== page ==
Melbourne, Jun 9 (UNI) Australian Prime Minister Kevin Rudd has called for the creation of a new international body to push for nuclear disarmament, and reiterated that Australia will not sell uranium to India until the latter signs the NPT.
Mr Rudd announced his plan to establish an international commission on nuclear non-proliferation and disarmament after an emotional visit to the Japanese city of Hiroshima this morning, media reports said.
India would not be able to circumvent the NPT by joining the commission as ''the commission that I'm proposing is a non-government body'', he said.
Denying that the plan was a way to allow Australia to sell uranium to India, which is not a signatory to the nuclear Non-Proliferation Treaty (NPT) , Mr Rudd said he understood the Indian arguments, and added that the US Administration had also put India's case to him, but Labour was firmly behind the NPT.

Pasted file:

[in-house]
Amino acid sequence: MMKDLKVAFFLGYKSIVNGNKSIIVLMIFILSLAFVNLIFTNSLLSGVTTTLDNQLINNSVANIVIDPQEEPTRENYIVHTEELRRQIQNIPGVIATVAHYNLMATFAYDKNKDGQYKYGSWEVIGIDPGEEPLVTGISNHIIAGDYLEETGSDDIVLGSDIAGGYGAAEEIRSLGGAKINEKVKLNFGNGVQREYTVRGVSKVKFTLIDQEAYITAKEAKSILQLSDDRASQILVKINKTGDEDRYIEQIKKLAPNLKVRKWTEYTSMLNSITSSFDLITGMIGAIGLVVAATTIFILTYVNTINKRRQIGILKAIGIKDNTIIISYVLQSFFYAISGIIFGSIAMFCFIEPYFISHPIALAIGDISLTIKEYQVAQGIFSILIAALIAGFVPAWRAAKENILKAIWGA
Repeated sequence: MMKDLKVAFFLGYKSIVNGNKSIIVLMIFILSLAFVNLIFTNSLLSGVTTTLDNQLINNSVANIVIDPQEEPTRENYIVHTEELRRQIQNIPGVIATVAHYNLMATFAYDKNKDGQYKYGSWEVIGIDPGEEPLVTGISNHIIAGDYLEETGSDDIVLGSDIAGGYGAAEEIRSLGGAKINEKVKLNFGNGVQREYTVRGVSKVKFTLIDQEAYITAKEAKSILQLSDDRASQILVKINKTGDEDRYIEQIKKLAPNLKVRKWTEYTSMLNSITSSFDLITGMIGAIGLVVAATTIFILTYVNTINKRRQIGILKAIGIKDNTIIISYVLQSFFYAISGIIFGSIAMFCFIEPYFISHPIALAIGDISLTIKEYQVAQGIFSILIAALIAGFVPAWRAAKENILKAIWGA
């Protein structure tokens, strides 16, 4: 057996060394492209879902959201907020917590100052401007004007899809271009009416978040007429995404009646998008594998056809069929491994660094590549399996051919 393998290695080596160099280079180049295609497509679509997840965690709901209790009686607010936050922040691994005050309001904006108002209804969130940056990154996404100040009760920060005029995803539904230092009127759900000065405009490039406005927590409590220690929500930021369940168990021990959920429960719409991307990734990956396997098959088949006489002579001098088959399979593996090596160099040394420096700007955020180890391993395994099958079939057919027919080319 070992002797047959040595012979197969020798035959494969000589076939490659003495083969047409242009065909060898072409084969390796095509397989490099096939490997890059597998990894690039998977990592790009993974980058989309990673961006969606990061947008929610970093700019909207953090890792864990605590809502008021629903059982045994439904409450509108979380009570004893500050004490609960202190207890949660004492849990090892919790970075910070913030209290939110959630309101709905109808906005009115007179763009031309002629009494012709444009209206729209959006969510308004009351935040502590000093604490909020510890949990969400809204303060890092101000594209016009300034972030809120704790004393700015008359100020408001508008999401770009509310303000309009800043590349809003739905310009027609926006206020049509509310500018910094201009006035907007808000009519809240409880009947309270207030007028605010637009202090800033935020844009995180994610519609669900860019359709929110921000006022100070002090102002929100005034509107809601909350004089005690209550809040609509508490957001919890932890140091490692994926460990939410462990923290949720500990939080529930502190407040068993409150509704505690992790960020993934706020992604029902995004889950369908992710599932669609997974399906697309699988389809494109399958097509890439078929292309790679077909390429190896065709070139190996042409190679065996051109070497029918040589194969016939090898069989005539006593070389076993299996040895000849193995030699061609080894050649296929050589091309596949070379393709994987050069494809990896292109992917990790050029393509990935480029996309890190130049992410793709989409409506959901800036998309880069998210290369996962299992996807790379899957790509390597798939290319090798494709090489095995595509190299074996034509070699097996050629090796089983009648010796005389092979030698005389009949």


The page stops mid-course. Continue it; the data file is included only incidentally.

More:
''Australia has the largest known uranium reserves in the world, we can, therefore, understand the different concerns that different countries bring to this debate,'' the Minister said.
The commission will examine the work of two similar earlier panels, the Australian-led Canberra Commission and Japan's Tokyo Forum, to develop a plan of action for the next nuclear NPT review conference in 2010.
Its first task will be to report to a major international conference of experts in Australia late next year. Mr Rudd will discuss the question of who should co-chair the commission alongside former Australian foreign minister Gareth Evans with Japanese Prime Minister Yasuo Fukuda in Tokyo on Thursday.
Mr Rudd said the NPT was under great pressure with some countries developing nuclear weapons outside its framework and others like North Korea defying the international community and leaving the treaty altogether.
Adressing the students at Kyoto University, Mr Rudd urged the people of the Asia-Pacific region to work together for nuclear disarmament .
''In this 21st century that we, the people of the Asian-Pacific region, should resolve afresh to make the Asia-Pacific century a century of peace and that the world at large should aspire now for a world free of nuclear weapons,'' he said.
UNI XC ARB CS1925